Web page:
More in What's Your Education Story?

School safety

Hiring more security officers in Memphis after school shootings could have unintended consequences

PHOTO: Jahi Chikwendiu/The Washington Post/Getty Images

Tennessee’s largest district, Shelby County Schools, is slated to add more school resource officers under the proposed budget for next school year.

Superintendent Dorsey Hopson earmarked $2 million to hire 30 school resource officers in addition to the 98 already in some of its 150-plus schools. The school board is scheduled to vote on the budget Tuesday.

But an increase in law enforcement officers could have unintended consequences.

A new state law that bans local governments from refusing to cooperate with federal immigration officials could put school resource officers in an awkward position.

Tennessee Education Commissioner Candice McQueen recently reminded school personnel they are not obligated to release student information regarding immigration status. School resource officers employed by police or sheriff’s departments, however, do not answer to school districts. Shelby County Schools is still reviewing the law, but school board members have previously gone on the record emphasizing their commitment to protecting undocumented students.

“Right now we are just trying to get a better understanding of the law and the impact that it may have,” said Natalia Powers, a district spokeswoman.

Also, incidents of excessive force and racial bias toward black students have cropped up in recent years. Two white Memphis officers were fired in 2013 after hitting a black student and wrestling her to the ground because she was “yelling and cussing” on school grounds. And mothers of four elementary school students recently filed a lawsuit against a Murfreesboro officer who arrested them at school in 2016 for failing to break up a fight that occurred off-campus.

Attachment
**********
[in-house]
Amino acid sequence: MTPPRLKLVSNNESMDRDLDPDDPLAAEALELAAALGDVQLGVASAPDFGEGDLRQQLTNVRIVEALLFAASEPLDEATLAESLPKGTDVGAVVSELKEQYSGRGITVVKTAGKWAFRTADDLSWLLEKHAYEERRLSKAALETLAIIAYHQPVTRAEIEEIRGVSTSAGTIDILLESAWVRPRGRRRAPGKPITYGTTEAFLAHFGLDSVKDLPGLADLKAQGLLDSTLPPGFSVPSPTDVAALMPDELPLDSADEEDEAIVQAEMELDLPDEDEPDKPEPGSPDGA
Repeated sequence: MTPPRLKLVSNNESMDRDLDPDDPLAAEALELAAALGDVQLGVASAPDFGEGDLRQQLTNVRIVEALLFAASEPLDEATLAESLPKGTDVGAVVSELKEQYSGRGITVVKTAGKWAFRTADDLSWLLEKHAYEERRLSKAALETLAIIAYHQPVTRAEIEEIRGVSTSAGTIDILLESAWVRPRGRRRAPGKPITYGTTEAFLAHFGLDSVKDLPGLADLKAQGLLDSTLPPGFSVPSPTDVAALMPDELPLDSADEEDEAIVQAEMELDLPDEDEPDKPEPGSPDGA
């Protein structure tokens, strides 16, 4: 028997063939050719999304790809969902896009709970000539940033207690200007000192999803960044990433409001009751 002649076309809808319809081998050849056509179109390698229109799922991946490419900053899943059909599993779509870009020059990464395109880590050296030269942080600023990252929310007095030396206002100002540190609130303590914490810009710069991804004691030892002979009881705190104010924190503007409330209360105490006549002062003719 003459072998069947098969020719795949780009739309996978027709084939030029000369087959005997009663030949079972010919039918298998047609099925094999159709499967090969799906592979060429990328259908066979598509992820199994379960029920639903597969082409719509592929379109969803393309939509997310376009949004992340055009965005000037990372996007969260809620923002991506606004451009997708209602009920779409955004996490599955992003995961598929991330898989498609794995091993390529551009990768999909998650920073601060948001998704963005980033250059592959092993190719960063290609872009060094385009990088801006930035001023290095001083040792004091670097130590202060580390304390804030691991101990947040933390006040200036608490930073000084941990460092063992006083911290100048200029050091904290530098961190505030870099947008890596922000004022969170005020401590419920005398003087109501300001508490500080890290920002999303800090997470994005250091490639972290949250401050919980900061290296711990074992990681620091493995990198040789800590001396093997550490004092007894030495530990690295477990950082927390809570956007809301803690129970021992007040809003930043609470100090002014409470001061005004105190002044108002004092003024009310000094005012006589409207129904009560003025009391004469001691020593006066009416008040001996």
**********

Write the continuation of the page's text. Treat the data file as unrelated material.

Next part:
Just how common those incidents are in Memphis is unclear. In response to Chalkbeat’s query for the number and type of complaints in the last two school years, Shelby County Schools said it “does not have any documents responsive to this request.”

Currently, 38 school resource officers are sheriff’s deputies, and the rest are security officers hired by Shelby County Schools. The officers respond and work to prevent criminal activity in all high schools and middle schools, Hopson said. The 30 additional officers would augment staffing at some schools and for the first time, branch out to some elementary schools. Hopson said those decisions will be based on crime rates in surrounding neighborhoods and school incidents.

Hopson’s initial recommendation for more school resource officers was in response to the school shooting in Parkland, Florida, that killed 17 people and sparked a wave of student activism on school safety, including in Memphis.

Gov. Bill Haslam’s recent $30 million budget boost would allow school districts across Tennessee to hire more law enforcement officers or improve building security. Measures to arm some teachers with guns or outlaw certain types of guns have fallen flat.


For more on the role and history of school resource officers in Tennessee, read our five things to know.


Sheriff’s deputies and district security officers meet weekly, said Capt. Dallas Lavergne of the Shelby County Sheriff’s Office. When the Memphis Police Department pulled their officers out of school buildings following the merger of city and county school systems, the county Sheriff’s Office replaced them with deputies.

All deputy recruits go through school resource officer training, and those who are assigned to schools get additional annual training. In a 2013 review of police academies across the nation, Tennessee was cited as the only state that had specific training for officers deployed to schools.